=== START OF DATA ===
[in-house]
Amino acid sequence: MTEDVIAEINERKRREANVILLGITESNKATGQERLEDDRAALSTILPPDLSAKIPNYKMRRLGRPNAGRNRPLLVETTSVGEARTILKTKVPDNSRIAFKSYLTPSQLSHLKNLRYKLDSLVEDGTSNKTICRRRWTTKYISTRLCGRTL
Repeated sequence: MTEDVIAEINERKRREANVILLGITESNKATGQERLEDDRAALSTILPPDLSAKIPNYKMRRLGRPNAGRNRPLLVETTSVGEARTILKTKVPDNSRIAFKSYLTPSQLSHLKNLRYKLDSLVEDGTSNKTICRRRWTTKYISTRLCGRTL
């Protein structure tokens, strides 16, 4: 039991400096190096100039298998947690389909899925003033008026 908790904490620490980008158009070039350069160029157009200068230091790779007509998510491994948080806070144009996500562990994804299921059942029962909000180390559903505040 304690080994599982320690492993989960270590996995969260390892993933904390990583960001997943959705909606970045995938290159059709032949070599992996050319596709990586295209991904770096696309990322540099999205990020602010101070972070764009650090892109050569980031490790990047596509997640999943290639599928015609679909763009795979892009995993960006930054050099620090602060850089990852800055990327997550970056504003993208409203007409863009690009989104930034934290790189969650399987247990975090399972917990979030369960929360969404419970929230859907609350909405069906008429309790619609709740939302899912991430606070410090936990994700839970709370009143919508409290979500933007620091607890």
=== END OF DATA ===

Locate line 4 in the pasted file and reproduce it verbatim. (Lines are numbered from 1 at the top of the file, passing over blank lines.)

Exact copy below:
């Protein structure tokens, strides 16, 4: 039991400096190096100039298998947690389909899925003033008026 908790904490620490980008158009070039350069160029157009200068230091790779007509998510491994948080806070144009996500562990994804299921059942029962909000180390559903505040 304690080994599982320690492993989960270590996995969260390892993933904390990583960001997943959705909606970045995938290159059709032949070599992996050319596709990586295209991904770096696309990322540099999205990020602010101070972070764009650090892109050569980031490790990047596509997640999943290639599928015609679909763009795979892009995993960006930054050099620090602060850089990852800055990327997550970056504003993208409203007409863009690009989104930034934290790189969650399987247990975090399972917990979030369960929360969404419970929230859907609350909405069906008429309790619609709740939302899912991430606070410090936990994700839970709370009143919508409290979500933007620091607890």